Little Riding Hood, love and word cards – because we are special!


However, there are some people who do not have any personal connections to the language, but for some reason became interested in it and fell in love with it. Aldwin Dominic Fernandez, a student from the Philippines started learning it because he was mesmerised by what he learnt about Hungary and the uniqueness of the Hungarian language in his primary school classes. Although he has never been to the country, thanks to the online video classes and word cards, he can already speak the language at a basic level.


“I have always been motivated to learn a language that everybody considers impossible to learn and when I found out about the Hungarian culture, I immediately decided that this would be the language for me. Now the only thing I must work on is making it to Hungary one day.” 

Aiam Magro Brazilian student’s story is somewhat similar. He fell in love with the language when he participated in a German course with students from all over the world where he asked his course mates about the name of internationally renowned fairy tale characters in their languages. When one of his friends said that Little Red Riding Hood was Piroska in Hungarian, he was completely mesmerised by the sound of the word. This was the word that got him interested in the Hungarian language and today, he is living and studying in Hungary.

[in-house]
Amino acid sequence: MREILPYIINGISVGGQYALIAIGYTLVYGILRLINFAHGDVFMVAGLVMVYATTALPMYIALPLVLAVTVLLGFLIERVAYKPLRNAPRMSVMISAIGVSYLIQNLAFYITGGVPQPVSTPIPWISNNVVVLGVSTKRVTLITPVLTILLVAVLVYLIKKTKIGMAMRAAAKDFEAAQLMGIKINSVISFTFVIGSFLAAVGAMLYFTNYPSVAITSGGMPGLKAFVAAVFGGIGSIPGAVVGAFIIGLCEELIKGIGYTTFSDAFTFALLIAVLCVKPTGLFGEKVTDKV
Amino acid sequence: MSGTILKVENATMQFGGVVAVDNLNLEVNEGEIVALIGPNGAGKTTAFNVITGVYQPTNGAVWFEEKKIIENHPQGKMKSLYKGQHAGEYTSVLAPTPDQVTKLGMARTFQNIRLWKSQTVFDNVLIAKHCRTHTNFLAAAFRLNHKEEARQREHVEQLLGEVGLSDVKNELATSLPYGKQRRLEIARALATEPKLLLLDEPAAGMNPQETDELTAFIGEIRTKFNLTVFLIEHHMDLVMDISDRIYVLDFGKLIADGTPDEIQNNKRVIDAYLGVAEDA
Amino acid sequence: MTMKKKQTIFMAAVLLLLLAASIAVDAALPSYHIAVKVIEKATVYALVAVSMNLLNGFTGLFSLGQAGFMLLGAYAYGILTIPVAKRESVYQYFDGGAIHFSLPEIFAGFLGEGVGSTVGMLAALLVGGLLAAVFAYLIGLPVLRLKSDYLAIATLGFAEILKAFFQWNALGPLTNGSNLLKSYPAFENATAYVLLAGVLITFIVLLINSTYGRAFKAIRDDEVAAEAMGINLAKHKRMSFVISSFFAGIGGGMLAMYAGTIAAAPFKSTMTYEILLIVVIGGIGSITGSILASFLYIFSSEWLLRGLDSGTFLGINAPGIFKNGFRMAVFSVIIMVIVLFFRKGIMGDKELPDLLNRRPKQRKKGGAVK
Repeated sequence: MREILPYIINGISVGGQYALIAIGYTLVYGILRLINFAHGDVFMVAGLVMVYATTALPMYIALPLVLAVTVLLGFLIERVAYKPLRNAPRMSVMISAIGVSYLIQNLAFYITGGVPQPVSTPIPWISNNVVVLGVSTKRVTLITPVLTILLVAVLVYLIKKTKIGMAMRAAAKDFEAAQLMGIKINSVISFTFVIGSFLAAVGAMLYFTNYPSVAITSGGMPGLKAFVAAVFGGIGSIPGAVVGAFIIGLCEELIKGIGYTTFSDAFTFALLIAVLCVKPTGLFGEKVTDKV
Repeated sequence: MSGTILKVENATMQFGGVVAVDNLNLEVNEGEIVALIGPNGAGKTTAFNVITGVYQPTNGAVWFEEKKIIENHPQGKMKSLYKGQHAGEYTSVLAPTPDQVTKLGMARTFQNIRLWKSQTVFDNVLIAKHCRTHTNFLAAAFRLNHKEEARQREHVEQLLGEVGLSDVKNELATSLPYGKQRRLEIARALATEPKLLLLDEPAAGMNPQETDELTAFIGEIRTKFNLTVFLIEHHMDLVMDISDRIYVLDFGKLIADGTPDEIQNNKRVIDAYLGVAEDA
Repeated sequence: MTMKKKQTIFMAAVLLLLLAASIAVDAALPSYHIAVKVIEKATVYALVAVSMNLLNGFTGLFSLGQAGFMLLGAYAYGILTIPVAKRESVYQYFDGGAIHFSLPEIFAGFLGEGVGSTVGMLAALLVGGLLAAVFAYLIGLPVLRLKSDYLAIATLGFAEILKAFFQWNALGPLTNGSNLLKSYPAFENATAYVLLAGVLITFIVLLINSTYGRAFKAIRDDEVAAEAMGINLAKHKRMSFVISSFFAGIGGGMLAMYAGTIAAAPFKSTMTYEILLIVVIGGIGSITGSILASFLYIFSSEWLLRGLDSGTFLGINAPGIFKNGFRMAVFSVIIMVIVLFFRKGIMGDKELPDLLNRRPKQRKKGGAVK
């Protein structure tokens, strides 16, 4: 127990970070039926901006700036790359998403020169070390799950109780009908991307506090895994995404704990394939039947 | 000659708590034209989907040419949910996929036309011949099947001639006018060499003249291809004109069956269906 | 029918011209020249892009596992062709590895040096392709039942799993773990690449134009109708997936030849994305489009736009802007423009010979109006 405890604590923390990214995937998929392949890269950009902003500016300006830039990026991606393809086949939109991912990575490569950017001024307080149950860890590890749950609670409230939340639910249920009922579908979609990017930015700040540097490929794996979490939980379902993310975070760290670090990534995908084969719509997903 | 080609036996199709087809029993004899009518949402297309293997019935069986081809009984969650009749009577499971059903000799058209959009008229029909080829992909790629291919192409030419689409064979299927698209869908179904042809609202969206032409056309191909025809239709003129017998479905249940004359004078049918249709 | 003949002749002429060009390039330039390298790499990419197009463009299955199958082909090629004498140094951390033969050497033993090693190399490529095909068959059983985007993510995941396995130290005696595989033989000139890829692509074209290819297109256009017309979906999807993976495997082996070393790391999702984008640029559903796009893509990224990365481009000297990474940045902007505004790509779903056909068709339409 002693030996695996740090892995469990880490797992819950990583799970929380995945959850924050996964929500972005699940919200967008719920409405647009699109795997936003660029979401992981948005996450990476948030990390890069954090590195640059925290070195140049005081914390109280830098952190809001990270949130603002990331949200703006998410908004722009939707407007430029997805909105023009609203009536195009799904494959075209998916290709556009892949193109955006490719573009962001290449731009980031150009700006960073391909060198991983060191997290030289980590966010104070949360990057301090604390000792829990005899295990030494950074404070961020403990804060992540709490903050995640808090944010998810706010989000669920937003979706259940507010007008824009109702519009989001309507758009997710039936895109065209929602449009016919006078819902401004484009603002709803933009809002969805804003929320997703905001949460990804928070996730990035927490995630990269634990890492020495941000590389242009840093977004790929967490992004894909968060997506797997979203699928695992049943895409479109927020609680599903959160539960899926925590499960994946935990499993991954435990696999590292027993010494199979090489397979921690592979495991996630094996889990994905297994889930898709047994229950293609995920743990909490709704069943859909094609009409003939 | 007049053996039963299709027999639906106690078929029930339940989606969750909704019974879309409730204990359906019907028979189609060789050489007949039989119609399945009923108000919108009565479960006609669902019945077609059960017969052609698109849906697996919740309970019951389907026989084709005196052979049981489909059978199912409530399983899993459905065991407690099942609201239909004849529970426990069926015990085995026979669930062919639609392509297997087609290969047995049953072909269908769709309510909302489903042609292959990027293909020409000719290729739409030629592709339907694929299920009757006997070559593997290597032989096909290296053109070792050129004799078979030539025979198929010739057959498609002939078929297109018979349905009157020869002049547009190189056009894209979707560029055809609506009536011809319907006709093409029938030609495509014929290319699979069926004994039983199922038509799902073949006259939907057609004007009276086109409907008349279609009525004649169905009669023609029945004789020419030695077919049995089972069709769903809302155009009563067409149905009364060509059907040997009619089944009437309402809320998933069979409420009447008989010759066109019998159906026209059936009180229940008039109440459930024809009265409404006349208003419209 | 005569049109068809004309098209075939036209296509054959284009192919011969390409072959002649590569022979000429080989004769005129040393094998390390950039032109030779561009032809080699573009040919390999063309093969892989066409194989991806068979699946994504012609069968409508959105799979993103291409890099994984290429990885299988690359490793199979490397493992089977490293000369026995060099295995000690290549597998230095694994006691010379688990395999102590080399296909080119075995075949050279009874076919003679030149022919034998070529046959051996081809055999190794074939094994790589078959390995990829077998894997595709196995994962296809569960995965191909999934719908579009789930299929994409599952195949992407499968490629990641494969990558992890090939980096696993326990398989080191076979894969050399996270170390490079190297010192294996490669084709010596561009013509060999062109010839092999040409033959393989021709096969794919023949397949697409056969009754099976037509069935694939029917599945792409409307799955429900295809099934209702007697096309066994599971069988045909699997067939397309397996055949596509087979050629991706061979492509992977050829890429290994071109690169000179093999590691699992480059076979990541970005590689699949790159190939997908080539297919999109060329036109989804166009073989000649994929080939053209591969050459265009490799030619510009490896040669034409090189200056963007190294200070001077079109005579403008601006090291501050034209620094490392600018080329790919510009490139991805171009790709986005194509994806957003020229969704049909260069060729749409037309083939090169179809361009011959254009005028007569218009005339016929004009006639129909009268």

Colm Fitzgerald is connected to the language through a different love. “I met a group of Hungarians back in Ireland; one of them was the girl who would later become my wife. As none of them spoke really good English, I started learning their language to be able to communicate with them. Although at the beginning, I found the language incredibly difficult, since I moved to Hungary, I have found it easier to cope with it.”


A jump into the unknown 


However, there are language learners who had absolutely no idea what they were in for before they started learning Hungarian. The French Lise Martin, for example, was sent to Pápa, where, according to her, nobody speaks foreign languages. Therefore, it had to be her to learn the locals’ language.